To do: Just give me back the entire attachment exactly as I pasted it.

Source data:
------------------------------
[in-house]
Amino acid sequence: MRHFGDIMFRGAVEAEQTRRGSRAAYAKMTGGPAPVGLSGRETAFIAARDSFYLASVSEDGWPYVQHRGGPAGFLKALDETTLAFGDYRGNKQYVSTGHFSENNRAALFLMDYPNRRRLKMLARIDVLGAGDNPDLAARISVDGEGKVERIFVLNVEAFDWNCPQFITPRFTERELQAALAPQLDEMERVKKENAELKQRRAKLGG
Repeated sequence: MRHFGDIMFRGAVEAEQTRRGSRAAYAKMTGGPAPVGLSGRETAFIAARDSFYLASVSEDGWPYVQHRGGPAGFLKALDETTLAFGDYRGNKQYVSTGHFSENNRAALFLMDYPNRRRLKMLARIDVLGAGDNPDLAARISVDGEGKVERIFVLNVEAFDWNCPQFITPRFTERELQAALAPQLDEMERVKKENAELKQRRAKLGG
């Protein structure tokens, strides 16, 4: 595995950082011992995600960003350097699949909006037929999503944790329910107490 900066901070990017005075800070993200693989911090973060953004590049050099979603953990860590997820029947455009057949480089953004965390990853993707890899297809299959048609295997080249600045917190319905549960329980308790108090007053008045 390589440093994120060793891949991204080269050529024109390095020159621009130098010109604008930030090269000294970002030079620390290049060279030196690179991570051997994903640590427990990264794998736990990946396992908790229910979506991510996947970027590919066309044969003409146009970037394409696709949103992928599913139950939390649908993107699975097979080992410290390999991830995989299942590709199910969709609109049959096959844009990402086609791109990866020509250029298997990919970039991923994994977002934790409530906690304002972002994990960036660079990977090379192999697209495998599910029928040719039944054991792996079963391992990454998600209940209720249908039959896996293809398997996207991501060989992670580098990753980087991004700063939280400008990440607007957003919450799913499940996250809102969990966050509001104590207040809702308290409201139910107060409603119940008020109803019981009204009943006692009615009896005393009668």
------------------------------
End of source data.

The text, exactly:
[in-house]
Amino acid sequence: MRHFGDIMFRGAVEAEQTRRGSRAAYAKMTGGPAPVGLSGRETAFIAARDSFYLASVSEDGWPYVQHRGGPAGFLKALDETTLAFGDYRGNKQYVSTGHFSENNRAALFLMDYPNRRRLKMLARIDVLGAGDNPDLAARISVDGEGKVERIFVLNVEAFDWNCPQFITPRFTERELQAALAPQLDEMERVKKENAELKQRRAKLGG
Repeated sequence: MRHFGDIMFRGAVEAEQTRRGSRAAYAKMTGGPAPVGLSGRETAFIAARDSFYLASVSEDGWPYVQHRGGPAGFLKALDETTLAFGDYRGNKQYVSTGHFSENNRAALFLMDYPNRRRLKMLARIDVLGAGDNPDLAARISVDGEGKVERIFVLNVEAFDWNCPQFITPRFTERELQAALAPQLDEMERVKKENAELKQRRAKLGG
């Protein structure tokens, strides 16, 4: 595995950082011992995600960003350097699949909006037929999503944790329910107490 900066901070990017005075800070993200693989911090973060953004590049050099979603953990860590997820029947455009057949480089953004965390990853993707890899297809299959048609295997080249600045917190319905549960329980308790108090007053008045 390589440093994120060793891949991204080269050529024109390095020159621009130098010109604008930030090269000294970002030079620390290049060279030196690179991570051997994903640590427990990264794998736990990946396992908790229910979506991510996947970027590919066309044969003409146009970037394409696709949103992928599913139950939390649908993107699975097979080992410290390999991830995989299942590709199910969709609109049959096959844009990402086609791109990866020509250029298997990919970039991923994994977002934790409530906690304002972002994990960036660079990977090379192999697209495998599910029928040719039944054991792996079963391992990454998600209940209720249908039959896996293809398997996207991501060989992670580098990753980087991004700063939280400008990440607007957003919450799913499940996250809102969990966050509001104590207040809702308290409201139910107060409603119940008020109803019981009204009943006692009615009896005393009668």